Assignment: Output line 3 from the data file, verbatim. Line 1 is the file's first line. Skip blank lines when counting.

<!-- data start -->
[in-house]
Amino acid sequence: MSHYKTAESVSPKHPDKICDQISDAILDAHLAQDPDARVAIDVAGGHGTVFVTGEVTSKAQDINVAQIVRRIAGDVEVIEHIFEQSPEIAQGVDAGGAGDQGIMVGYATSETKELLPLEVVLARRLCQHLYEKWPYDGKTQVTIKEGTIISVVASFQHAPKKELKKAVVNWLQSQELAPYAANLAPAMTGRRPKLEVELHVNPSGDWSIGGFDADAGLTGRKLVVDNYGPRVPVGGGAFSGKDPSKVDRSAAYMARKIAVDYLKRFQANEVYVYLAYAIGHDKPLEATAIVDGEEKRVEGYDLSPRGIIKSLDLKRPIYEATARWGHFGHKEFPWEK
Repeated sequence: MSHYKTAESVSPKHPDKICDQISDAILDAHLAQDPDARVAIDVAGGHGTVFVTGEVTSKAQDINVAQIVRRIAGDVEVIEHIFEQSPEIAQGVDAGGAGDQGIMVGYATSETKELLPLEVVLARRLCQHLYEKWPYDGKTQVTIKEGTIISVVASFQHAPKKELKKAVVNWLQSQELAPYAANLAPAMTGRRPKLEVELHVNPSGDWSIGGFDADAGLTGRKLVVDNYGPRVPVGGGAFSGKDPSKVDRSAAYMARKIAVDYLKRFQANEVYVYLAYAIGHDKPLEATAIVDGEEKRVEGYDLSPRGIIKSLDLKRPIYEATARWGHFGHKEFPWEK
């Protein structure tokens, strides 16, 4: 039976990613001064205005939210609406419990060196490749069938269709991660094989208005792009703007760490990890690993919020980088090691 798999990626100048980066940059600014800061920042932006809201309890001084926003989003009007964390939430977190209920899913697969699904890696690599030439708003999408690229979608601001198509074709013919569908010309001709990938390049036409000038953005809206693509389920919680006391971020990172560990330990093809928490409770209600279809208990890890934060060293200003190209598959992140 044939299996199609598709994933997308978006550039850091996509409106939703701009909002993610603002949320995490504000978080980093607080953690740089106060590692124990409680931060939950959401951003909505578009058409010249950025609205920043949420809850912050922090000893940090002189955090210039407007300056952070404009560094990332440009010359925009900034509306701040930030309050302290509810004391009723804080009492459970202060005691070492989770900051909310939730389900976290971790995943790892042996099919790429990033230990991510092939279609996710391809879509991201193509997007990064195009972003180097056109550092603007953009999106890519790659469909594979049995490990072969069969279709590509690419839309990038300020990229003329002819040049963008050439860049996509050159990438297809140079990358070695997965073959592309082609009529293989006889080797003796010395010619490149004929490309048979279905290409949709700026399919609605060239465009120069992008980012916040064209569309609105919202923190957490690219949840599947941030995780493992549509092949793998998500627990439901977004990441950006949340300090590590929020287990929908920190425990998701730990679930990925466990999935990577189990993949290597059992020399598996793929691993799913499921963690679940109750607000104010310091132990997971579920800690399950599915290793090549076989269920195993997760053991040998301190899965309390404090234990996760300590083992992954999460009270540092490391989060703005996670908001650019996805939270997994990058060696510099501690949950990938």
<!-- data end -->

Repeated sequence: MSHYKTAESVSPKHPDKICDQISDAILDAHLAQDPDARVAIDVAGGHGTVFVTGEVTSKAQDINVAQIVRRIAGDVEVIEHIFEQSPEIAQGVDAGGAGDQGIMVGYATSETKELLPLEVVLARRLCQHLYEKWPYDGKTQVTIKEGTIISVVASFQHAPKKELKKAVVNWLQSQELAPYAANLAPAMTGRRPKLEVELHVNPSGDWSIGGFDADAGLTGRKLVVDNYGPRVPVGGGAFSGKDPSKVDRSAAYMARKIAVDYLKRFQANEVYVYLAYAIGHDKPLEATAIVDGEEKRVEGYDLSPRGIIKSLDLKRPIYEATARWGHFGHKEFPWEK